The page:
"She did not want anyone there when she talked to me," White wrote. "So they left ... she had asked me to Hyannisport, she said, because she wanted to make certain that Jack was not forgotten in history ... over the telephone, before I had undertaken to come to Hyannisport, she had angrily commented on several of the journalists who by now were writing the follow-up stories, assessing the President, just dead, by his achievements. She wanted me to rescue Jack from all these 'bitter people' who were going to write about him in history. She did not want Jack left to the historians.
"Well, then, I said, concerned for her sorrow, tell me about it. At this, then, there poured out several streams of thought which mingled for hours. There was the broken narrative, the personal unwinding from the horror, the tale of the killing. Then there was the history part of it. And parts too personal for mention in any book but one of her own ...
" ... Out of all of this, then, being both a reporter and a friend, I tried to write the story for which Life's editors were waiting in New York. I typed in haste and inner turmoil in a servant's room and a Secret Service agent, who had been sleepless for days, burst in on me and snarled, 'For Christ's sake, we need some sleep here.' But I went on; and in 45 minutes brought out the story she was waiting for ...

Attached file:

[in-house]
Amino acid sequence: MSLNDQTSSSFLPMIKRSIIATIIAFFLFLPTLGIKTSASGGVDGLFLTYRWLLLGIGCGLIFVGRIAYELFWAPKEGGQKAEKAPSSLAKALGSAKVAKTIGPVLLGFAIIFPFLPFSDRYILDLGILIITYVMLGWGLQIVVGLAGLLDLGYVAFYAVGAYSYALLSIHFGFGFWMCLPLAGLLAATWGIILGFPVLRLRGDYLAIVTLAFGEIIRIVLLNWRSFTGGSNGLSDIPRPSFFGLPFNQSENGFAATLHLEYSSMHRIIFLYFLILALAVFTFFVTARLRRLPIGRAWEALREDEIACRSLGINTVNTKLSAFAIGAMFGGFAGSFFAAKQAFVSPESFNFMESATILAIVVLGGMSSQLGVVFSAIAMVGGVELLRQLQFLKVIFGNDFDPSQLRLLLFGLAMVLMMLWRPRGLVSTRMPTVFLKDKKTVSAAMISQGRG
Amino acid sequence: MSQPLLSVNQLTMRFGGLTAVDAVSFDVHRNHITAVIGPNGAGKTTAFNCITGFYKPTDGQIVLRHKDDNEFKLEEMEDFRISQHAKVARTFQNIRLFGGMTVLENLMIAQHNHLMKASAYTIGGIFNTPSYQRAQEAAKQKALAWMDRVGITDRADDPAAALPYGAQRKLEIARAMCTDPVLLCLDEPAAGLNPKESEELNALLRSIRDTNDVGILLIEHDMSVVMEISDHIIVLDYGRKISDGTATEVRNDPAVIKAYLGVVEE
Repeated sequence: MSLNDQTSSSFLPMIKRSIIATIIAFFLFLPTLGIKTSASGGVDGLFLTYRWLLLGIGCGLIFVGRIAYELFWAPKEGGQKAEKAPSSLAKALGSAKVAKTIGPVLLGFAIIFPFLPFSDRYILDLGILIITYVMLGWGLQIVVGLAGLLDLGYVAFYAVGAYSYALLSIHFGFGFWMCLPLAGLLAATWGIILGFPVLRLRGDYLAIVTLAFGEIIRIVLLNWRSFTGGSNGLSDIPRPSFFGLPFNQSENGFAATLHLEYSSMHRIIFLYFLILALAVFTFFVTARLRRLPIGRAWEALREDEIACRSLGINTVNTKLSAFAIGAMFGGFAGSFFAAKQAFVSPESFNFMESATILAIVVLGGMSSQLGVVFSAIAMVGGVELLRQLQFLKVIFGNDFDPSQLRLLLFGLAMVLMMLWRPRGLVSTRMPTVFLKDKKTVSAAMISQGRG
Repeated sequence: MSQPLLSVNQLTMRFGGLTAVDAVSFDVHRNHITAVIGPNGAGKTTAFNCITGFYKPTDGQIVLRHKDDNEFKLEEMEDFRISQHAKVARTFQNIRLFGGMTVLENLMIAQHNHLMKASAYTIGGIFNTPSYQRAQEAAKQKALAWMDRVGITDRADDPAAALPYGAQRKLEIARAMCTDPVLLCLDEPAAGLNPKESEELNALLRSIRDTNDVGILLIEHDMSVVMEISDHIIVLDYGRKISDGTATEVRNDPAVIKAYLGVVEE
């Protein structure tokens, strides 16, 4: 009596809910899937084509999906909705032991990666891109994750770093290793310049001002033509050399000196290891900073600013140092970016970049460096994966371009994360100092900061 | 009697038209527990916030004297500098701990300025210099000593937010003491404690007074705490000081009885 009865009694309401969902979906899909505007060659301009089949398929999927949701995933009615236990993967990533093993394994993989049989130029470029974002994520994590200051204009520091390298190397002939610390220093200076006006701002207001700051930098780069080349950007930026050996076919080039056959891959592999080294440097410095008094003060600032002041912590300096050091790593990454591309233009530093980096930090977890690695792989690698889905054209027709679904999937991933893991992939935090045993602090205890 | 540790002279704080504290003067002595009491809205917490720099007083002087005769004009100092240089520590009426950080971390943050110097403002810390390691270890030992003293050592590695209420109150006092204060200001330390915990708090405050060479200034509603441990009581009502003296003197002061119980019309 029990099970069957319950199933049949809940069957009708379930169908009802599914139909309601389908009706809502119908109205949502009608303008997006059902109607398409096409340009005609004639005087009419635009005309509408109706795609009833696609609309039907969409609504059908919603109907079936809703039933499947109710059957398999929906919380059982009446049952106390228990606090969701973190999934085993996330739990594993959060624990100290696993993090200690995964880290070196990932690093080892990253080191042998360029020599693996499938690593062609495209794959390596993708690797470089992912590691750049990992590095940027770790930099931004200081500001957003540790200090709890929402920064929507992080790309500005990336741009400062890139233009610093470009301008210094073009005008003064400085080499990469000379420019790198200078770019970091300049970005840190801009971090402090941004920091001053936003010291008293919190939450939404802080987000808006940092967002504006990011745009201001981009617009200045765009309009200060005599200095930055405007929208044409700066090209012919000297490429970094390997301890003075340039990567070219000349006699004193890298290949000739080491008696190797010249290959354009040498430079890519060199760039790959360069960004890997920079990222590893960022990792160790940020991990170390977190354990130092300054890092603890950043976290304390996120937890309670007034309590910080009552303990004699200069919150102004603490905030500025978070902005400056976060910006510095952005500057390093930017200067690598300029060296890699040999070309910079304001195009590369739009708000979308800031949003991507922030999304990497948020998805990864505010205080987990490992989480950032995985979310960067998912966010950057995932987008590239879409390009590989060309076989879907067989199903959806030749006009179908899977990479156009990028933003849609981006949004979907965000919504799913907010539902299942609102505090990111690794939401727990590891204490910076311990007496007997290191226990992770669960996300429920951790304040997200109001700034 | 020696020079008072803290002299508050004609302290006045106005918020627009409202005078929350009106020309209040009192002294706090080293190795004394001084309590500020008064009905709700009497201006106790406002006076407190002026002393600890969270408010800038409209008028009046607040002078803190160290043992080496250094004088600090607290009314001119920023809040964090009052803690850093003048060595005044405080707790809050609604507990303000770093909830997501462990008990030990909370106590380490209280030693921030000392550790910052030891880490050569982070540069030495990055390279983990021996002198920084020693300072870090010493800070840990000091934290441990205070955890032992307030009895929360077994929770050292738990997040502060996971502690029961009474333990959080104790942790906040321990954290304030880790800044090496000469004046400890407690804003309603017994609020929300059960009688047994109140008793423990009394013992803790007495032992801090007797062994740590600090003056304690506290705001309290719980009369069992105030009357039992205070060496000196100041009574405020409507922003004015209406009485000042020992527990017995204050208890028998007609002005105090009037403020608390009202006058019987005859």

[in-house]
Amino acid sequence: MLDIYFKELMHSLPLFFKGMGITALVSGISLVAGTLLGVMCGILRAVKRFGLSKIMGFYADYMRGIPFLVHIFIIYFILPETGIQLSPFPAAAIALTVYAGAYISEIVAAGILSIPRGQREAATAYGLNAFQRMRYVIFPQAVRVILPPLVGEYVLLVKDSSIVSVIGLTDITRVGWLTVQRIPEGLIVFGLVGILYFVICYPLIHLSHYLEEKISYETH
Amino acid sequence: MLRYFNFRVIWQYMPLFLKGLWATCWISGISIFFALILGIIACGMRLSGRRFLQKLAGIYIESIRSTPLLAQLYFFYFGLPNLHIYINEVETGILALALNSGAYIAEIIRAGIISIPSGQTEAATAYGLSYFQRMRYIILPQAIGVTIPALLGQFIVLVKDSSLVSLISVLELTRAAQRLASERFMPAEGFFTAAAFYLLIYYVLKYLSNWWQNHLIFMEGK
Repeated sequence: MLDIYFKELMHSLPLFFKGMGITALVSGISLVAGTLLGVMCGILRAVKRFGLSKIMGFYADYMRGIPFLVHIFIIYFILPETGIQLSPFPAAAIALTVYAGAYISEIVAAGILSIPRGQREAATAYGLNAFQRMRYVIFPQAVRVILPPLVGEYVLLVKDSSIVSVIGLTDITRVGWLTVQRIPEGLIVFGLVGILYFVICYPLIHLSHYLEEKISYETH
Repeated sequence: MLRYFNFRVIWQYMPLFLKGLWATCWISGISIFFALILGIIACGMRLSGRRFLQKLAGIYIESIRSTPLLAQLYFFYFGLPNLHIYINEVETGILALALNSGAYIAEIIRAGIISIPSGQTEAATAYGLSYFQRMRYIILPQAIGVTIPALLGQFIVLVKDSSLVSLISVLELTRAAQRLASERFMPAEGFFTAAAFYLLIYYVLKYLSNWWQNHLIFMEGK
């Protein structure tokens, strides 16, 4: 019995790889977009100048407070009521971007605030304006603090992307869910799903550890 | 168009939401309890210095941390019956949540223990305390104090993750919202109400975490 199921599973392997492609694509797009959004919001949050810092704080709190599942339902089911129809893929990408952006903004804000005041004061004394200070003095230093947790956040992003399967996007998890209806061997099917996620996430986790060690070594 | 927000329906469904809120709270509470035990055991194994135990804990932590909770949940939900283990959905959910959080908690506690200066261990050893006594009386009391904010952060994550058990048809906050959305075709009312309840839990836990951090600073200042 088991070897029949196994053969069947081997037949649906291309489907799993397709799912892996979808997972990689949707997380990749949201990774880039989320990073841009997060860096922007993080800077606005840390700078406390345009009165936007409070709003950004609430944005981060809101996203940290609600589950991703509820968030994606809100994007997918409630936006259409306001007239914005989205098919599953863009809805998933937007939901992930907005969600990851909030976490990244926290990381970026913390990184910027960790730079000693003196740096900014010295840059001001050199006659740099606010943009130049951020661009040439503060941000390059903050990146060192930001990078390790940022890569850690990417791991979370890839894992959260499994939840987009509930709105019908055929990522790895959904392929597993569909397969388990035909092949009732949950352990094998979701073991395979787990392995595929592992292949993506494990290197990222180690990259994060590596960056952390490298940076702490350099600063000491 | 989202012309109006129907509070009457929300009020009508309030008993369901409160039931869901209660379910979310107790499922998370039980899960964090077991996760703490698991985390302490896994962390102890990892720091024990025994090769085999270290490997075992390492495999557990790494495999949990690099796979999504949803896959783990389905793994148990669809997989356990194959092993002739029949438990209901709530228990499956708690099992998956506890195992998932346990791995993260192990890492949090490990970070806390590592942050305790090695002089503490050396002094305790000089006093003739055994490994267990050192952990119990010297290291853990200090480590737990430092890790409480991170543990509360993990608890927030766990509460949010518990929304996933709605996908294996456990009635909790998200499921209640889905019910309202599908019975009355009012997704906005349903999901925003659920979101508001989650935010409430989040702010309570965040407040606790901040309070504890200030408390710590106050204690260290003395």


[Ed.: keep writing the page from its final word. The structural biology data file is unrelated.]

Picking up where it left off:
" ... Life was waiting, and at 2 a.m. I tried to dictate the story from the wall-hung telephone in the Kennedy kitchen. She came in while I was dictating the story to two of my favorite editors, Ralph Graves and David Maness, who, as good editors, despite a ballooning overtime printing bill, were nonetheless trying to edit and change phases as I dictated. Maness observed that maybe I had too much 'Camelot' in the dispatch. Mrs. Kennedy had come in at that moment, having penciled over the copy of the story with her changes; she had overheard the editor trying to edit me, who had already so heavily edited her. She shook her head. She wanted Camelot to top the story. Camelot, heroes, fairy tales, legends were what history was all about. Maness caught the tone in my reply as I insisted this had to be done as Camelot. Catching my stress, he said, 'Hey, is she listening to this now?' I muffled the phone from her, went on dictating, and Maness let the story run.
"So the epitaph on the Kennedy administration became Camelot - a magic moment in American history, when gallant men danced with beautiful women, when great deeds were done, when artists, writers and poets met at the White House, and the barbarians beyond the walls held back.